• Research Paper on:
    A. Phillip Randolph and His Influence on Labor Unions

    Number of Pages: 5


    Summary of the research paper:

    In this paper consisting of five pages Randolph's relationship with Pullman Railroad which evolved into the first Black labor union the Brotherhood of Sleeping Car Porters is examined. There are four bibliographic sources cited.

    Name of Research Paper File: TG15_TGaprand.rtf

    Buy This Research Paper »


    Unformatted Sample Text from the Research Paper:
    2002). Why? Because, when blacks were being relegated to the back of the employment line, Randolph pushed their needs to the forefront of the American labor movement.  He was a lifelong socialist who believed that his race could only achieve equality through employment and decent wages, contending that they were "the passports to human rights" (Biographical Notes  on A. Phillip Randolph, 2002). Randolph once remarked, "The labor movement traditionally has been the only haven for the dispossessed, the despised, the neglected, the downtrodden and the poor"  (Biographical Notes on A. Phillip Randolph, 2002), and he devoted his life to ensuring they continued providing that haven for not only African Americans but also impoverished whites and other  disenfranchised ethnic groups. Asa Phillip Randolph, descendent of slaves, was born on April 15, 1889 in Crescent City, Florida (A. Phillip Randolph: For Jobs and Freedom, 2002). His father,  an African Methodist Episcopalian minister, had a congregation that consisted largely of former slaves who were now languishing as poor domestic servants and unskilled laborers (A. Phillip Randolph: For Jobs  and Freedom, 2002). Their struggles to make ends meet and to establish their own identity left a lasting impression on the young Randolph, and in 1911, he made his  way to Harlem in search of employment. Soon, he, too, was one of the impoverished African-American masses who was desperately trying to forge his own independent socioeconomic path.  Meanwhile, the Pullman Railroad company was the single largest employer of blacks in the United States (The Pullman Porters Story, 2002). George Pullman developed rail cars known as sleeping  cars shortly after the Civil War as an extravagant way for Americans to travel across the continental U.S., and his Pullman Porter Palace Company was largely staffed with one-time southern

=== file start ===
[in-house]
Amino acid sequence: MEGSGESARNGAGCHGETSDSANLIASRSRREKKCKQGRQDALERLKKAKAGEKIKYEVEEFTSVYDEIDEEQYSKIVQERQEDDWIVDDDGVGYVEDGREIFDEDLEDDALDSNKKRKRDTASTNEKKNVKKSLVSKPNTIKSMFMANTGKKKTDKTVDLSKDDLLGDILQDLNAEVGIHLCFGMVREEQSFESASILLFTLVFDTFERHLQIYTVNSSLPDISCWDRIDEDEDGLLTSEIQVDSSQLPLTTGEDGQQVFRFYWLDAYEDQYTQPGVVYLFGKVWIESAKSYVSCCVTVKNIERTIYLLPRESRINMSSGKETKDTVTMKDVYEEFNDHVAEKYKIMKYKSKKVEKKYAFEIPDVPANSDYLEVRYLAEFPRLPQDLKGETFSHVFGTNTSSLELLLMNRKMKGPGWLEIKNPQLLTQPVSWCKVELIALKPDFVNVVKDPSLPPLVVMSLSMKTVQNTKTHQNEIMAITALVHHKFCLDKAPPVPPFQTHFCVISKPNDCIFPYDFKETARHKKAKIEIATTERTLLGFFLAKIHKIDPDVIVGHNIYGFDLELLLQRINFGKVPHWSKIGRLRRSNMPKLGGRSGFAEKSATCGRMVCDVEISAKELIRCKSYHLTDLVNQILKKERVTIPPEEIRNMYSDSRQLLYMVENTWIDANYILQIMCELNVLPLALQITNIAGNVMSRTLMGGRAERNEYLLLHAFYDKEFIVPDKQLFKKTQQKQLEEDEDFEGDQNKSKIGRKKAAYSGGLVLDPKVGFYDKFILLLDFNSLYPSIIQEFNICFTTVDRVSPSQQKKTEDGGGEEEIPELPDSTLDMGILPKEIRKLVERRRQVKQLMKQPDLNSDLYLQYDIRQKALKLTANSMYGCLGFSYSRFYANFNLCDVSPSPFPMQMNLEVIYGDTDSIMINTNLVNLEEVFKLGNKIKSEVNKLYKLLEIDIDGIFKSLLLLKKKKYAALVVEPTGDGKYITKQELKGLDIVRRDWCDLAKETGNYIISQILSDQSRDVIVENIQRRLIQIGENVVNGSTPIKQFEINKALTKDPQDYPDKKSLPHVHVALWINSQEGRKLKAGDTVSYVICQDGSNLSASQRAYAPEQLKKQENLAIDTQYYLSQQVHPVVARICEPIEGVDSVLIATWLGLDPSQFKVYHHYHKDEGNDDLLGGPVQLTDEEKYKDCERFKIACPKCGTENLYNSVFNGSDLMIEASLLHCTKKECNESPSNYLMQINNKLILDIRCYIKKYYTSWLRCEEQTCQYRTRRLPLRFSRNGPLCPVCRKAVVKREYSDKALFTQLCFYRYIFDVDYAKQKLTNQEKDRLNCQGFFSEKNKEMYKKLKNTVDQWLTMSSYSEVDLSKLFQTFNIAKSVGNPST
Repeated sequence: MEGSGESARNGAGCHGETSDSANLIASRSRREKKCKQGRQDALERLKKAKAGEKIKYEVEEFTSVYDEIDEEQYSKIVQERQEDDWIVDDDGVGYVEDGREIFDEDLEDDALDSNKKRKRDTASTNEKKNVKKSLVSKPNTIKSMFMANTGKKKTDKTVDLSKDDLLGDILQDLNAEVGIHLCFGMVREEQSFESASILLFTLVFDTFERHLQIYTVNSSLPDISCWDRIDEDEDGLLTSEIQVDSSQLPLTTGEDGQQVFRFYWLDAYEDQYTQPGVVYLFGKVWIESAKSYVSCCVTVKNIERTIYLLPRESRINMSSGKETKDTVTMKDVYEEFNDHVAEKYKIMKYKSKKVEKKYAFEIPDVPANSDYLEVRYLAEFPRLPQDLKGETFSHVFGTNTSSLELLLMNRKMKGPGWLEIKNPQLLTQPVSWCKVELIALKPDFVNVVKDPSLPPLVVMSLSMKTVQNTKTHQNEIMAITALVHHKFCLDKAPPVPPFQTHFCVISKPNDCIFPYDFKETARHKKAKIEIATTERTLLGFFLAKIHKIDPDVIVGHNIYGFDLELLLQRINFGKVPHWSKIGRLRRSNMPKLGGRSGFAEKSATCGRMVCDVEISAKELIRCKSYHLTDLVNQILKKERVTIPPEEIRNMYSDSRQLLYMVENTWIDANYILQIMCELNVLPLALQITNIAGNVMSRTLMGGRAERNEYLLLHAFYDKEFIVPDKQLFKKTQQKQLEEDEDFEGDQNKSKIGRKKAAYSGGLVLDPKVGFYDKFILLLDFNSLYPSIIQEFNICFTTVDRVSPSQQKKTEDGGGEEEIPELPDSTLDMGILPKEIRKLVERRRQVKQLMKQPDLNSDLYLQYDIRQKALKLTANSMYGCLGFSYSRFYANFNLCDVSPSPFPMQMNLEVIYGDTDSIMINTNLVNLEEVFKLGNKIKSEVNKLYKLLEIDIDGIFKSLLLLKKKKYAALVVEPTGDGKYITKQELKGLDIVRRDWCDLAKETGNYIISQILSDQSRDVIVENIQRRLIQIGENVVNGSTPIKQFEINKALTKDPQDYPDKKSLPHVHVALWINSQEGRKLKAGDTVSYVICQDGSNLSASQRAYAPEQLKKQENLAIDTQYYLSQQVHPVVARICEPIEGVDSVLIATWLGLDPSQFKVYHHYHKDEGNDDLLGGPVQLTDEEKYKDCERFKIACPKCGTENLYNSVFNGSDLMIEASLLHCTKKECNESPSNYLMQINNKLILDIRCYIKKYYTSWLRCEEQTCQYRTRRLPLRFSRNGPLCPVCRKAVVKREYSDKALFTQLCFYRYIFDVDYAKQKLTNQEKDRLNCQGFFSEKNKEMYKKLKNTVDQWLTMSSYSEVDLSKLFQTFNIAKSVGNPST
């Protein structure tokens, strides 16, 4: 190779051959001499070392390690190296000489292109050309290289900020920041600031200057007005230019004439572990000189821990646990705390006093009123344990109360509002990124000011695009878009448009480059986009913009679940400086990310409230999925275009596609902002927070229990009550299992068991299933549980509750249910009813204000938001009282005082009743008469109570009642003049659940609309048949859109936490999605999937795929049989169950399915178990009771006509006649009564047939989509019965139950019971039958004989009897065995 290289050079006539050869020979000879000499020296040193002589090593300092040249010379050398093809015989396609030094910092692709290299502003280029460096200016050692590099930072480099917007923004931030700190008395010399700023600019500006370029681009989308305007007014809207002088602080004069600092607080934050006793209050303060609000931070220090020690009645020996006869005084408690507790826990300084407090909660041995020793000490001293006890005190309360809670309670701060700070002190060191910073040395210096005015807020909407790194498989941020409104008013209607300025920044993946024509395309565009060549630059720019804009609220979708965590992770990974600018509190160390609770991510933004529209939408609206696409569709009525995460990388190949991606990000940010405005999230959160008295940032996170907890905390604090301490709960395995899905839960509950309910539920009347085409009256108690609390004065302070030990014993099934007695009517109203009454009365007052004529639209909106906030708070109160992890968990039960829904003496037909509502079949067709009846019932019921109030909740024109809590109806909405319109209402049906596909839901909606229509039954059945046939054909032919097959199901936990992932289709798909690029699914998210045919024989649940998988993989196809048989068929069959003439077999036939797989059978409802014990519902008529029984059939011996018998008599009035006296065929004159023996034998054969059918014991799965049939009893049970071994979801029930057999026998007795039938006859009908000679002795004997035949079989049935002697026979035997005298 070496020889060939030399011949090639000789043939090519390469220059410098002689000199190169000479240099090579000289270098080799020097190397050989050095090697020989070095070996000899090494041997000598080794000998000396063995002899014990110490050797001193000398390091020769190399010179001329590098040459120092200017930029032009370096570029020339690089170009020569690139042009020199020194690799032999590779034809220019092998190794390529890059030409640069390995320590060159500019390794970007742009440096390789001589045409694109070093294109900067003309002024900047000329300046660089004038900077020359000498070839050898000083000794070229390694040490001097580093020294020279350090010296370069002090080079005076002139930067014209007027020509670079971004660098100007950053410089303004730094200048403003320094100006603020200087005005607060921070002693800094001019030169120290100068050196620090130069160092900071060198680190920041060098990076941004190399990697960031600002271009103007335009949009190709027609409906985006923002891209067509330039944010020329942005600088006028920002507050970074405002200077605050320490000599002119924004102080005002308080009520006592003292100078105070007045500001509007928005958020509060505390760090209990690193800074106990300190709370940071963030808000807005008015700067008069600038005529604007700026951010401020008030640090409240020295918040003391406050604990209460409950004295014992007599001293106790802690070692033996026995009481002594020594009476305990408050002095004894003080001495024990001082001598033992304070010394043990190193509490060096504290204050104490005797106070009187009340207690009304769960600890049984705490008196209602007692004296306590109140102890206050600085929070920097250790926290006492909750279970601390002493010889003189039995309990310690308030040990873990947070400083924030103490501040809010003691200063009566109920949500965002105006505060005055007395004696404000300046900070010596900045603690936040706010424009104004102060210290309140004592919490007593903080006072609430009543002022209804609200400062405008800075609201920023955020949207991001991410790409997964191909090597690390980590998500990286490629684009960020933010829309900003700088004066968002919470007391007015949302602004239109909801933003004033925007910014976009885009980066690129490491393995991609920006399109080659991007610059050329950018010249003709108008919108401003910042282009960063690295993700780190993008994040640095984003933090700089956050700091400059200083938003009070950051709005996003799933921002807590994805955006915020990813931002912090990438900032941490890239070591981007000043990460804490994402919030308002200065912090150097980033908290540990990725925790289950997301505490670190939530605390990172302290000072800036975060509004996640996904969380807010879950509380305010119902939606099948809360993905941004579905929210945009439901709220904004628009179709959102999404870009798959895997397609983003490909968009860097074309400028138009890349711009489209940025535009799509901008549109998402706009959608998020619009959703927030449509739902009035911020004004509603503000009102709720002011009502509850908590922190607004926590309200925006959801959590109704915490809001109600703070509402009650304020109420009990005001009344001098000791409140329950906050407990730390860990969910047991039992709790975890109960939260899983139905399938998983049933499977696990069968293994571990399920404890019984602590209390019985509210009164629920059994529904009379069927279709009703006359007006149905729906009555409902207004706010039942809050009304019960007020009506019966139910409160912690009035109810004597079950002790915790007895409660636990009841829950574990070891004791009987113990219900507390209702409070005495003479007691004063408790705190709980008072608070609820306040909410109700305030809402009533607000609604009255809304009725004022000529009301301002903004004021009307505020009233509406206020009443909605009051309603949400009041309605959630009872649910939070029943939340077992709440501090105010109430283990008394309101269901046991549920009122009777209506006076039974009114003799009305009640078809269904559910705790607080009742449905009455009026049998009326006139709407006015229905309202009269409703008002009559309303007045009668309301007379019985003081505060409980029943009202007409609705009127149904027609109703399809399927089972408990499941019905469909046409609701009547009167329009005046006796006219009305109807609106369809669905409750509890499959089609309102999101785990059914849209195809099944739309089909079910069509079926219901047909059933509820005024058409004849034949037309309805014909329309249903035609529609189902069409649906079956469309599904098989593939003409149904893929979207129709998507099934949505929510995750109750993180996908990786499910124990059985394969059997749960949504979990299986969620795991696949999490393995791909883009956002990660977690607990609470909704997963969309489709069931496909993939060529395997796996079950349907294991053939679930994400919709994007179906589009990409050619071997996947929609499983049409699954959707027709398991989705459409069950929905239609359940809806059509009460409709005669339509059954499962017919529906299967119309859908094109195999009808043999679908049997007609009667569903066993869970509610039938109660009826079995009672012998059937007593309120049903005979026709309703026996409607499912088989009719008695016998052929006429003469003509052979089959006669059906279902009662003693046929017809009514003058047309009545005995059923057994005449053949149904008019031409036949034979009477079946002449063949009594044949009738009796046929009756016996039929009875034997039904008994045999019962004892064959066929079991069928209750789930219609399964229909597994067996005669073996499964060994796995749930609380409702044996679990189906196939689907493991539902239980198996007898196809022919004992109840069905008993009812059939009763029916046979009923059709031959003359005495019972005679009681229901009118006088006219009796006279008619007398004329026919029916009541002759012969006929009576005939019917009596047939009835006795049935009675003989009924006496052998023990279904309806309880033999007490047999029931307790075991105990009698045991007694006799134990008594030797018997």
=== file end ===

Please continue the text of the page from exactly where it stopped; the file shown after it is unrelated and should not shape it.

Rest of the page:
Back to Research Paper Results